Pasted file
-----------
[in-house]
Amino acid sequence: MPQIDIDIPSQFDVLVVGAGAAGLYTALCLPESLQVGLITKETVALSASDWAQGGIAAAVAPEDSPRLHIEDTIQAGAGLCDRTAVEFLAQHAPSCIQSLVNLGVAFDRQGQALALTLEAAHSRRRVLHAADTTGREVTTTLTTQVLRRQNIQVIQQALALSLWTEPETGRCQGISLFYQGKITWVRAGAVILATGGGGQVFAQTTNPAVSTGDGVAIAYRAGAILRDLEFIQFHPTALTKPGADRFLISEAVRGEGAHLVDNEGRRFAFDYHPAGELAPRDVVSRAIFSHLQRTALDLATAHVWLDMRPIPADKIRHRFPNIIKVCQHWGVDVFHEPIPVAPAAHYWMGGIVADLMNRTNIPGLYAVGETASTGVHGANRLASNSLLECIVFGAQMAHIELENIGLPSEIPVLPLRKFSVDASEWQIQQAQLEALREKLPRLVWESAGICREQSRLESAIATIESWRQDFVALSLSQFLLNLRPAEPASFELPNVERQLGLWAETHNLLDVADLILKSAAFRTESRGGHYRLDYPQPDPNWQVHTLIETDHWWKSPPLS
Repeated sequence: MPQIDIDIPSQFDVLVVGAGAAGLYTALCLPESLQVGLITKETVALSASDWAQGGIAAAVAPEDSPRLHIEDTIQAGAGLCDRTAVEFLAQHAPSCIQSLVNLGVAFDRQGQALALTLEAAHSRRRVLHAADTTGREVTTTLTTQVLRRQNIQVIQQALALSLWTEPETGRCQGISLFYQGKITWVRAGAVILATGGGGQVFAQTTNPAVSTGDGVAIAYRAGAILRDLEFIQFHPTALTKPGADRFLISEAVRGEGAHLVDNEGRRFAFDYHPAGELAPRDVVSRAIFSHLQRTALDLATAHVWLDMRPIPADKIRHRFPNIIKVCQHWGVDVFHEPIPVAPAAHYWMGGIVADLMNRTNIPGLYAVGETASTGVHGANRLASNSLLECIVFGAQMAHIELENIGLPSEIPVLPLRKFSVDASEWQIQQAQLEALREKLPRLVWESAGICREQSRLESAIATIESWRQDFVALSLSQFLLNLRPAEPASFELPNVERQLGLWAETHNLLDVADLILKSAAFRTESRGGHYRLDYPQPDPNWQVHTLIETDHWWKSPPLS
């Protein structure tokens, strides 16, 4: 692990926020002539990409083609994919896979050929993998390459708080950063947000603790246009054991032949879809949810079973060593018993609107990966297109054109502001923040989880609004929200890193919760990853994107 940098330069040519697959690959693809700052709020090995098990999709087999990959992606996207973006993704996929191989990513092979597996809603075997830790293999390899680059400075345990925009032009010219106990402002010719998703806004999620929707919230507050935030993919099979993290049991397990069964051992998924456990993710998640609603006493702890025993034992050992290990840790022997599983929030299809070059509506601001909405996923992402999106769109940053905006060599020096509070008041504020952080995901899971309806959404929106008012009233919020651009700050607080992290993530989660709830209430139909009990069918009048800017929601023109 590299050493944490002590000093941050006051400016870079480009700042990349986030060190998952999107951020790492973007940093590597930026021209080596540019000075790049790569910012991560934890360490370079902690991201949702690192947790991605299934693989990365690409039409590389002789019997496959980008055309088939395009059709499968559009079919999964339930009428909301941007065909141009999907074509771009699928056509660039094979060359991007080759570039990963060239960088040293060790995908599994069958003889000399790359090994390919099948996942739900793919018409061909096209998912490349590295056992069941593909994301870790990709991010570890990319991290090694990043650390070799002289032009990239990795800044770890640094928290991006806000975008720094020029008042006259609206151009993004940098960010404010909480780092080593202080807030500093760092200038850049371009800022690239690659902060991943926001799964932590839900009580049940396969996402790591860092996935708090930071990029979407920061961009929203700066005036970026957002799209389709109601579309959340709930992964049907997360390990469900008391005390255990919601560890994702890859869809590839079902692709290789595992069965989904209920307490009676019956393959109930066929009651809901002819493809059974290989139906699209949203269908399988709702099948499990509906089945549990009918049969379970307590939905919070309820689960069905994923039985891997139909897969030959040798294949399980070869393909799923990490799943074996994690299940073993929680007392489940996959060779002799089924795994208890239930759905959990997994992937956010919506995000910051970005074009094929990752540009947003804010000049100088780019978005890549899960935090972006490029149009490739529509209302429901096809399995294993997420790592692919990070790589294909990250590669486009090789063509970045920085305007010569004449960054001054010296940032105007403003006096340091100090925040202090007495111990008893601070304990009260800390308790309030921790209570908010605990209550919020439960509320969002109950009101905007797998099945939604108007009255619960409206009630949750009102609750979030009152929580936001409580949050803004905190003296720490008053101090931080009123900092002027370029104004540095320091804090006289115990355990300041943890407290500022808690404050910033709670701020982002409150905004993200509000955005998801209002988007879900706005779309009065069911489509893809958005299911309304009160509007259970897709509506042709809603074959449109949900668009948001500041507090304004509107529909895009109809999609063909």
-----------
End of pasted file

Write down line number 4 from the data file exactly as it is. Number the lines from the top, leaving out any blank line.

């Protein structure tokens, strides 16, 4: 692990926020002539990409083609994919896979050929993998390459708080950063947000603790246009054991032949879809949810079973060593018993609107990966297109054109502001923040989880609004929200890193919760990853994107 940098330069040519697959690959693809700052709020090995098990999709087999990959992606996207973006993704996929191989990513092979597996809603075997830790293999390899680059400075345990925009032009010219106990402002010719998703806004999620929707919230507050935030993919099979993290049991397990069964051992998924456990993710998640609603006493702890025993034992050992290990840790022997599983929030299809070059509506601001909405996923992402999106769109940053905006060599020096509070008041504020952080995901899971309806959404929106008012009233919020651009700050607080992290993530989660709830209430139909009990069918009048800017929601023109 590299050493944490002590000093941050006051400016870079480009700042990349986030060190998952999107951020790492973007940093590597930026021209080596540019000075790049790569910012991560934890360490370079902690991201949702690192947790991605299934693989990365690409039409590389002789019997496959980008055309088939395009059709499968559009079919999964339930009428909301941007065909141009999907074509771009699928056509660039094979060359991007080759570039990963060239960088040293060790995908599994069958003889000399790359090994390919099948996942739900793919018409061909096209998912490349590295056992069941593909994301870790990709991010570890990319991290090694990043650390070799002289032009990239990795800044770890640094928290991006806000975008720094020029008042006259609206151009993004940098960010404010909480780092080593202080807030500093760092200038850049371009800022690239690659902060991943926001799964932590839900009580049940396969996402790591860092996935708090930071990029979407920061961009929203700066005036970026957002799209389709109601579309959340709930992964049907997360390990469900008391005390255990919601560890994702890859869809590839079902692709290789595992069965989904209920307490009676019956393959109930066929009651809901002819493809059974290989139906699209949203269908399988709702099948499990509906089945549990009918049969379970307590939905919070309820689960069905994923039985891997139909897969030959040798294949399980070869393909799923990490799943074996994690299940073993929680007392489940996959060779002799089924795994208890239930759905959990997994992937956010919506995000910051970005074009094929990752540009947003804010000049100088780019978005890549899960935090972006490029149009490739529509209302429901096809399995294993997420790592692919990070790589294909990250590669486009090789063509970045920085305007010569004449960054001054010296940032105007403003006096340091100090925040202090007495111990008893601070304990009260800390308790309030921790209570908010605990209550919020439960509320969002109950009101905007797998099945939604108007009255619960409206009630949750009102609750979030009152929580936001409580949050803004905190003296720490008053101090931080009123900092002027370029104004540095320091804090006289115990355990300041943890407290500022808690404050910033709670701020982002409150905004993200509000955005998801209002988007879900706005779309009065069911489509893809958005299911309304009160509007259970897709509506042709809603074959449109949900668009948001500041507090304004509107529909895009109809999609063909």